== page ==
The worship of Amun also extended to the non-formal veneration of popular religion. The god was regarded as an advocate of the common man, being called "the vizier of the humble" and "he who comes at the voice of the poor" and as "Amun of the Road" he was also regarded as the protector of travellers. (97)
Queen Hatshepsut (1479-1458 BCE) had once claimed Amun was her father and thereby legitimized her reign. Alexander the Great would do the same in 331 BCE at the Siwa Oasis, proclaiming himself a son of the god Zeus-Ammon, the Greek version of the god. In Greece, Zeus-Ammon was depicted as the full-bearded Zeus with the ram's horns of Amun and associated with power and virility through imagery including the bull and the ram. The god was taken to Rome as Jupiter-Ammon where he was venerated for the same reasons as elsewhere.
Amun's popularity declined overall in Egypt as Isis became more popular, but he was still worshiped regularly at Thebes even after the city fell into ruin following the Assyrian invasion. His cult took hold especially in the region of the Sudan where, as in Egypt, his priests became powerful and wealthy enough to enforce their will on the kings of Meroe. As in the Amarna Period of Egypt's history, when Akhenaten moved against the priests of Amun, King Ergamenes of Meroe could no longer tolerate the power of the priests of Amun in his country and had them massacred c. 285 BCE, thereby breaking ties with Egypt and establishing an autonomous state. Amun continued to be revered in Meroe and elsewhere, however, as a potent deity. The cult of Amun would continue to attract followers well into the period known as classical antiquity (c. 5th century CE) when, like all the old gods, he was eclipsed by the new religion of Christianity.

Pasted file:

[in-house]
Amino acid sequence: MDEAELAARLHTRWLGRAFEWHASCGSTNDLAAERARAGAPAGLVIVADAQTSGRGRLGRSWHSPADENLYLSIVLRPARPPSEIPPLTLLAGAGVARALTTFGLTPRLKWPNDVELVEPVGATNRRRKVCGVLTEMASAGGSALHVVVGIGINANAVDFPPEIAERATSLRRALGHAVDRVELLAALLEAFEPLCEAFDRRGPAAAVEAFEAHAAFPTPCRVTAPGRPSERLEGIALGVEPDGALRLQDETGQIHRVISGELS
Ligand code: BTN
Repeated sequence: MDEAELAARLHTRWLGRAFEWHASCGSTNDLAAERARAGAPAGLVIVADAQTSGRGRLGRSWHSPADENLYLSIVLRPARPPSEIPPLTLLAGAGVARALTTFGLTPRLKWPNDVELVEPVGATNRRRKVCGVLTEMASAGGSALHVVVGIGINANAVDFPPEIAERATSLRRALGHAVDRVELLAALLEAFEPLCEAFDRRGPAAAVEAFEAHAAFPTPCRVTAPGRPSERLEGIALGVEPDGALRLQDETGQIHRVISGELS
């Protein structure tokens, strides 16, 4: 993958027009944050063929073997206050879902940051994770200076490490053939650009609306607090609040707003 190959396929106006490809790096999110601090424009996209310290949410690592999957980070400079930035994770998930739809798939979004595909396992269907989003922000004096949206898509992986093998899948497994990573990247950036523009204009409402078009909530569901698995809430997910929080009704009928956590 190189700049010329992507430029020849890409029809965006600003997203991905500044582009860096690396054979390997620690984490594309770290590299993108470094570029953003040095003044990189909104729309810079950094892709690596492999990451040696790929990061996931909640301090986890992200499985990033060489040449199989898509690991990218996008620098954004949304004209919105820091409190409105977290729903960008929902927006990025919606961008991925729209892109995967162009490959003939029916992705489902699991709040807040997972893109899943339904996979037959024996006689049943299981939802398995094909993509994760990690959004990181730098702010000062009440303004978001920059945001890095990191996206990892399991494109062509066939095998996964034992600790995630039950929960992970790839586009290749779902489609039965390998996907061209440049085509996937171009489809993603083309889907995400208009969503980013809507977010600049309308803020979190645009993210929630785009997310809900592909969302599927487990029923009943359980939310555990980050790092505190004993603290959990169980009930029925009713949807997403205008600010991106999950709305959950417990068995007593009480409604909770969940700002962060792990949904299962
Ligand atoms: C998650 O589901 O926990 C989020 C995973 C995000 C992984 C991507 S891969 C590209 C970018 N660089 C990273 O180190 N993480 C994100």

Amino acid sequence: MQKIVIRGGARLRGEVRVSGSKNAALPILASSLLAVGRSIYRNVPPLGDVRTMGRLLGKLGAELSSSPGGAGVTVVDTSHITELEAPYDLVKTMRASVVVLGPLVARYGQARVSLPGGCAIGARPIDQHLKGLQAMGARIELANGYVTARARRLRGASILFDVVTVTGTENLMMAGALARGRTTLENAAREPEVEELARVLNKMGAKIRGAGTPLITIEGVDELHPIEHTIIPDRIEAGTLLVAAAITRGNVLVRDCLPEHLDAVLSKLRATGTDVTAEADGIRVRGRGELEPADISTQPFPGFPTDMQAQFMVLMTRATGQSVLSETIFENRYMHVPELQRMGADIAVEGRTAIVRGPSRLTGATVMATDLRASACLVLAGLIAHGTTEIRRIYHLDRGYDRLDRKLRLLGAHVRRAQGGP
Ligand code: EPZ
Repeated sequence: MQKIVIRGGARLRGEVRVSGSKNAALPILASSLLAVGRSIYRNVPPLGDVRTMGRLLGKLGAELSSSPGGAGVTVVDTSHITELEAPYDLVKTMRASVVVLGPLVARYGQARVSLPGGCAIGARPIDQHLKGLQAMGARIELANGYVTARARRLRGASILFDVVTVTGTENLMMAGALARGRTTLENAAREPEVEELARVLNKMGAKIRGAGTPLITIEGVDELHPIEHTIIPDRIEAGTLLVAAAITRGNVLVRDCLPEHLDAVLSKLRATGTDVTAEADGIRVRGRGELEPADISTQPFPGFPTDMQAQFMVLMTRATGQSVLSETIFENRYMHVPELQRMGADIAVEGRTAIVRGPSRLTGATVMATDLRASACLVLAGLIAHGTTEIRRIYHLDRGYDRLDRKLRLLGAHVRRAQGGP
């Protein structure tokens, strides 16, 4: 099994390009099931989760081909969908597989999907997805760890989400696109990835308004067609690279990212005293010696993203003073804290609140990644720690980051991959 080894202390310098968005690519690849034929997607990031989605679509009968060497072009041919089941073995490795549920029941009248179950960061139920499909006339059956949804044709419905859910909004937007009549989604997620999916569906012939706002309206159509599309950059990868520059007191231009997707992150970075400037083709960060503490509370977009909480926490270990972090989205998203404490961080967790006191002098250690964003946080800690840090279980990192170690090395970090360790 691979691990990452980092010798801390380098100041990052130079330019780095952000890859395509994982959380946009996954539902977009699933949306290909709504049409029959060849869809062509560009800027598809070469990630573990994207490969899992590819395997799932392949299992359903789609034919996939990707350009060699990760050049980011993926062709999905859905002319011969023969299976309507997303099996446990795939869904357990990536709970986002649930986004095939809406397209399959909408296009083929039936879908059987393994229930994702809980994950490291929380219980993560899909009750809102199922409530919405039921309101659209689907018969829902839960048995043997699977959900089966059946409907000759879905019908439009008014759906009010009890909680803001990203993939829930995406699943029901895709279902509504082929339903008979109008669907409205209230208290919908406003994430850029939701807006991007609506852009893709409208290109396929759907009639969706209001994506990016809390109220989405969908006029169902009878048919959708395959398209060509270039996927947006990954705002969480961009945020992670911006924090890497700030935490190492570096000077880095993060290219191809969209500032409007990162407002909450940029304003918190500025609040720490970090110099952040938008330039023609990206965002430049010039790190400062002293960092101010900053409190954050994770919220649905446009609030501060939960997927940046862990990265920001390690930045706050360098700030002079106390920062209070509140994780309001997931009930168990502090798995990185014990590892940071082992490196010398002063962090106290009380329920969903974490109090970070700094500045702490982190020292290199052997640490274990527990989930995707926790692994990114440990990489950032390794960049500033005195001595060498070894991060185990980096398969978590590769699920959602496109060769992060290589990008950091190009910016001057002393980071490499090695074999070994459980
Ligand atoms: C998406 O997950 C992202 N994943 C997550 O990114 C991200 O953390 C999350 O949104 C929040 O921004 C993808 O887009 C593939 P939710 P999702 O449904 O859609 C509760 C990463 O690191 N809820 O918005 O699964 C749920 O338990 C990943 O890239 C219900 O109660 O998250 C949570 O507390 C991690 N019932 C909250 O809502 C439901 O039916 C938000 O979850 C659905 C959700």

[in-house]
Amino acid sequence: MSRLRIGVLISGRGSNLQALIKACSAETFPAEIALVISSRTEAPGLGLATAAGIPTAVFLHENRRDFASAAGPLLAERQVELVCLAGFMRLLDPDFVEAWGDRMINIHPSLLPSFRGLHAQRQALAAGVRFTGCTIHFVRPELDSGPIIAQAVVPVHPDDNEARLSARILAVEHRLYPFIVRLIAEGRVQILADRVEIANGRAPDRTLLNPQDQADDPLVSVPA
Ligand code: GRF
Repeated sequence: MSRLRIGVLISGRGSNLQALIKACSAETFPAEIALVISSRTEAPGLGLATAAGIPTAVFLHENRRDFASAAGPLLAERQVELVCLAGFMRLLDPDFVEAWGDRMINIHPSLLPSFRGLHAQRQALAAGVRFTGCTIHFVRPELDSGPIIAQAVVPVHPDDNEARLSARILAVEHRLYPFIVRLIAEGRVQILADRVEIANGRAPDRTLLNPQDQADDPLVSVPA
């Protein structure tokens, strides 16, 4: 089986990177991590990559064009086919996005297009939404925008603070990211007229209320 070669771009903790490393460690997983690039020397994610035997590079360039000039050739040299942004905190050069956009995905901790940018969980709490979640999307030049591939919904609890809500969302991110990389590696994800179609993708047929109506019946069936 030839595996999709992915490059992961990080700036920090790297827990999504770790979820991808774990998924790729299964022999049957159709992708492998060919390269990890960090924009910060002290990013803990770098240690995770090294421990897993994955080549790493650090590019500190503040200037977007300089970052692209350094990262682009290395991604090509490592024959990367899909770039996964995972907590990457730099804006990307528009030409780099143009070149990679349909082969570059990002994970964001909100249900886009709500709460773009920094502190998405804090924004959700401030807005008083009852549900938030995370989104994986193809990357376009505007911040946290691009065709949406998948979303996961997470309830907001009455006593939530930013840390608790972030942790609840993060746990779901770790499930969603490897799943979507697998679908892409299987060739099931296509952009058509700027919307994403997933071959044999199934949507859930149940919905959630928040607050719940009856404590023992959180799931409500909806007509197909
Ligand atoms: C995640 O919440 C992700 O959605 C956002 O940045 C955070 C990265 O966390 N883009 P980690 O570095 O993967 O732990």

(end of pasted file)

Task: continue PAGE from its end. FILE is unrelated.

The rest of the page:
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- Bunson, M, Encyclopedia of Ancient Egypt (Gramercy Books, 1991).
- David, R, Religion and Magic in Ancient Egypt (Penguin Books, 2003).
- Freud, S, Moses and Monotheism (Vintage, 1955).
- Pinch, G, Egyptian Mythology: A Guide to the Gods, Goddesses, and Traditions of Ancient Egypt (Oxford University Press, 2004).
- Van De Mieroop, M, A History of Ancient Egypt (Wiley-Blackwell, 2010).
- Wilkinson, R.H, The Complete Gods and Goddesses of Ancient Egypt (Thames & Hudson, 2003).
Cite This Work
Chicago Style Citation
1. Joshua J. Mark, “Amun,” Ancient History Encyclopedia, last modified July 29, 2016, http://www.ancient.eu /amun/.As Bibliography Entry:
Joshua J. Mark. “Amun,” Ancient History Encyclopedia. Last modified July 29, 2016. http://www.ancient.eu /amun/.
c. 2400 BCE - c. 2300 BCEAmun first mentioned in the Egyptian work known as The Pyramid Texts.
1570 BCE - 1069 BCEAmun rises in prominence in Egypt as the most powerful king of the gods during the New Kingdom.
c. 1353 BCEAmenhotep IV changes his name to Akhenaten, establishes the monotheistic cult of Aten, banishes other cults especially that of Amun.
c. 415 CECult of Amun proscribed by the new religion of Christianity. .